1 is the main community site for Seam.

Seam was designed to be container agnostic and much effort has gone into ensuring that Seam is compatible with all major application servers, including BEA WebLogic, IBM WebSphere, Oracle Containers for Java EE (OC4J), Apache Tomcat, and GlassFish. But the compatibility runs deeper than deployment. The improvements that Seam has introduced into Java EE are being contributed back into the platform as standards using the Java Community Process (JCP) as a vehicle and captured in JSR 299: Web Beans, as mentioned earlier. The goal of this JSR is to unify the JSF managed bean component model with the EJB component model, resulting in a significantly simplified programming model for web-based application development. The effect of this JSR is that it will foster alternative implementations of Seam’s innovations.

With an understanding of why Seam exists, and faith that you are not getting locked into JBoss by choosing this technology, you now need to consider whether Seam is the right framework for you based on technical merit. After all, Seam may have saved Java EE, but can it fit the bill as your development framework of choice?

1.2.4. Making the case for Seam

Is there really a need for another application framework? Wasn’t Spring supposed to be the one framework to rule them all? I’ll let the success of Ruby on Rails, and the wave of Java developers flocking to it, prove that the need for a suitable Java application framework—or, in some developers’ minds, an entire programming environment—remains. So, should you follow the crowd? My advice is to look before you leap.

Promising that a framework will make the job of developing applications simpler is lip service. Just because you are able to create a throwaway blog application with a framework doesn’t make it viable. To earn the right to be called enterprise software, the framework has to stand up to the challenges of the real world, warts and all, and help the developer create well-designed, robust, and readable code. That is Seam’s goal. Seam eliminates complexity and makes proven libraries more accessible. Seam doesn’t turn its back on the pervasive Java EE platform, but rather serves as the glue that makes it truly integrated. Rather than encourage you to forget everything you know, Seam finds a way to allow you to use the Java EE services in a more agile way, while also providing enough new toys, in the form of extensions and third-party integrations, to make using it fun and interesting.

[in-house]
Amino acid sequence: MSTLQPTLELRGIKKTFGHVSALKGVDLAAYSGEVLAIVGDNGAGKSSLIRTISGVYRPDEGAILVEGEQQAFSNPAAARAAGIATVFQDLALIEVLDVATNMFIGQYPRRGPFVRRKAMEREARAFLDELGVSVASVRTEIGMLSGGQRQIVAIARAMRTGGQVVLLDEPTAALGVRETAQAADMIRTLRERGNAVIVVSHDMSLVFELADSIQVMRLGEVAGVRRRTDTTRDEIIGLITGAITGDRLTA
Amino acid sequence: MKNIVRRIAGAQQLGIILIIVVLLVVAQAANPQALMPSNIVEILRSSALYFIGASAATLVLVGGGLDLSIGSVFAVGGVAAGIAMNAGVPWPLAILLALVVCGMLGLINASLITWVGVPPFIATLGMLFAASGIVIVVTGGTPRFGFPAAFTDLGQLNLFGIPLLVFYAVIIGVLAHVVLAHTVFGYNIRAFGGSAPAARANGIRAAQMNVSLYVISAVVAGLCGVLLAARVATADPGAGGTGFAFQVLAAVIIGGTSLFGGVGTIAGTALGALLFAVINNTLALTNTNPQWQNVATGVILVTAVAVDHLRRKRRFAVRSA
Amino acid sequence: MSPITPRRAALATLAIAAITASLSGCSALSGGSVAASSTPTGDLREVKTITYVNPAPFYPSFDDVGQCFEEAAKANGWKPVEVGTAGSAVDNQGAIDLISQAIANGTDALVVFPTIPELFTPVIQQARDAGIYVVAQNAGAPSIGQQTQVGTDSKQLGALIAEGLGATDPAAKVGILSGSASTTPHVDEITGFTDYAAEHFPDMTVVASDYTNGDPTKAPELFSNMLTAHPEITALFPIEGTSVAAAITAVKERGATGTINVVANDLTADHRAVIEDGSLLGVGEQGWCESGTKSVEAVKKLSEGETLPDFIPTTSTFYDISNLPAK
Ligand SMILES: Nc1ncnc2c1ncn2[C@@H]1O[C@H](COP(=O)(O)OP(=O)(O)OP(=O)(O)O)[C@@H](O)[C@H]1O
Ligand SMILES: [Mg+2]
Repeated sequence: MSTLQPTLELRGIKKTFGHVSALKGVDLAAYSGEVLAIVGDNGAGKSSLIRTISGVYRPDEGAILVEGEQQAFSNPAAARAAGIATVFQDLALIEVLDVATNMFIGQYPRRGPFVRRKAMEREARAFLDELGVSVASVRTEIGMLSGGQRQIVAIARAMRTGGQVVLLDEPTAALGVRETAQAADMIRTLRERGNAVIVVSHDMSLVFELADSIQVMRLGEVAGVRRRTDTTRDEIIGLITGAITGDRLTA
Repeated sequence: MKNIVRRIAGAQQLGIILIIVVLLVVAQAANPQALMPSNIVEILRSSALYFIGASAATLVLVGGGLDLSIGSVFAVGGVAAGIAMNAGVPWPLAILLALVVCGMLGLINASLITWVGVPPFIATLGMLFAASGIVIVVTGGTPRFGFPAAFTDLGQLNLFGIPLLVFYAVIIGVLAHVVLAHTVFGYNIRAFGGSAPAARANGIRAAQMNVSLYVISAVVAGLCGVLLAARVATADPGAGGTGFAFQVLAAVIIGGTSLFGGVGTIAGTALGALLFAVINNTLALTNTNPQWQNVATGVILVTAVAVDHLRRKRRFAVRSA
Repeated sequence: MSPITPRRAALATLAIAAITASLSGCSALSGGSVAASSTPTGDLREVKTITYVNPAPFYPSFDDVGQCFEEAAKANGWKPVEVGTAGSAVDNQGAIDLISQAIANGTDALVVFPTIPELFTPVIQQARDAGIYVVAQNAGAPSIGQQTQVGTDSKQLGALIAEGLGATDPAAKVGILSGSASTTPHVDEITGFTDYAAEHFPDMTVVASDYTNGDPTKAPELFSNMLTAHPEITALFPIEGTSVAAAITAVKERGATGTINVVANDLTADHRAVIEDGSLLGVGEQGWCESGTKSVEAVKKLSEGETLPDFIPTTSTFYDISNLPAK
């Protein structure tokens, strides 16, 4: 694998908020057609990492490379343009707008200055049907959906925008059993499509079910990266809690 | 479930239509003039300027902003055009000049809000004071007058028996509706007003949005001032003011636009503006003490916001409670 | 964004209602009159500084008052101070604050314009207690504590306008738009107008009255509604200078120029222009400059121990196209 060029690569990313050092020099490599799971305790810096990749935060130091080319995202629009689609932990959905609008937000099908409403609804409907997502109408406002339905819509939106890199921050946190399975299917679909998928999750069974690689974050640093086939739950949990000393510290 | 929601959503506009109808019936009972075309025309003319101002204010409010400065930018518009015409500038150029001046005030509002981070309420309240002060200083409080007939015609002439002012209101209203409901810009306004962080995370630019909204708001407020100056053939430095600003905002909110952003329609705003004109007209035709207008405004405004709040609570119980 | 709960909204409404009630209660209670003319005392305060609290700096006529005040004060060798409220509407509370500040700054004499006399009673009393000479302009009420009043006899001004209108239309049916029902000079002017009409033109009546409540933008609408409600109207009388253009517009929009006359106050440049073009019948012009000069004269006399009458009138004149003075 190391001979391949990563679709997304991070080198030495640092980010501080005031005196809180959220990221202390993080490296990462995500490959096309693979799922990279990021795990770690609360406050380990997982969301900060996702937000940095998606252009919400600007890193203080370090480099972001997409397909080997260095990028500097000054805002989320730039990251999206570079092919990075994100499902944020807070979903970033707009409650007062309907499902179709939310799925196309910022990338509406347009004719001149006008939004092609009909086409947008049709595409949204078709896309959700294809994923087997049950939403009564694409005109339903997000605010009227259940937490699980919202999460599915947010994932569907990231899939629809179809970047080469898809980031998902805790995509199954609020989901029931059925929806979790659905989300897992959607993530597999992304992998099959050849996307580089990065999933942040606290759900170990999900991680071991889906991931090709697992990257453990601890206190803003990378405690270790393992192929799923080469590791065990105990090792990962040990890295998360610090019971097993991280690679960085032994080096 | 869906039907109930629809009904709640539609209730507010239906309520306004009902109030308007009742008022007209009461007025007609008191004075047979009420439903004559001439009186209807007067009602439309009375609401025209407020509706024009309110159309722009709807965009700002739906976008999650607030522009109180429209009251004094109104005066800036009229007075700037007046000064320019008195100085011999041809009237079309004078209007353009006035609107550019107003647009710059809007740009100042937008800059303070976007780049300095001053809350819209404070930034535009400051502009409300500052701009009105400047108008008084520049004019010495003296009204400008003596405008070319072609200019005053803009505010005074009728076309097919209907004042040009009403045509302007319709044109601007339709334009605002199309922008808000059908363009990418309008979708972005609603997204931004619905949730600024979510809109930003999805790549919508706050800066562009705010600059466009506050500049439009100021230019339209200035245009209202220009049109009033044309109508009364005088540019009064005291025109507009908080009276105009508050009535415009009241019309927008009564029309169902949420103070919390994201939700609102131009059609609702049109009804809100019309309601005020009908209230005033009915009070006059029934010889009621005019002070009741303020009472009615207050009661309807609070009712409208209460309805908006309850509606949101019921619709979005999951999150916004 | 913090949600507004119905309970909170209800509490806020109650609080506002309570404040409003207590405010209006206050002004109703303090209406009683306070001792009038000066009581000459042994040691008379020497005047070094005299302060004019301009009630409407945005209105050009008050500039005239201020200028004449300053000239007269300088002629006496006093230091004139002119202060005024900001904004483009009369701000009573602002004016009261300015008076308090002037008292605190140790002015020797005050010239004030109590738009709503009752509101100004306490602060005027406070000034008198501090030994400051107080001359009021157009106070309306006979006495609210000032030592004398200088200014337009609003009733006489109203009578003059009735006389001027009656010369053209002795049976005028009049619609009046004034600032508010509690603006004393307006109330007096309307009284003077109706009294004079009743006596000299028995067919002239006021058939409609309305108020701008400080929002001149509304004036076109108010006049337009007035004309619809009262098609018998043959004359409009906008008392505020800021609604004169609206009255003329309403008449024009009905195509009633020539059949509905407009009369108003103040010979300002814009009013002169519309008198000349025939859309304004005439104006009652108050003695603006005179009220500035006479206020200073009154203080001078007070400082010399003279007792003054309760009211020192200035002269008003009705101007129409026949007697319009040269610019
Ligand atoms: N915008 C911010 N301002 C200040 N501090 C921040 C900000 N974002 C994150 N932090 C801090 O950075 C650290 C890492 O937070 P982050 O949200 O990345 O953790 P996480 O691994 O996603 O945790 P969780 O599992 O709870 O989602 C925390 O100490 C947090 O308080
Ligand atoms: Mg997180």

Here is a small sampling of the many improvements that Seam brings to the Java EE platform, all of which succeed in making the platform simpler:

  • Eliminates the shortcomings in JSF that have been the subject of countless rants
  • Mends the communication between JSF and transactional business components
  • Collapses unnecessary layers and cuts out passive middle-man components
  • Offers a solution for contextual state management, discouraging the use of the stateless architecture (i.e., procedural business logic)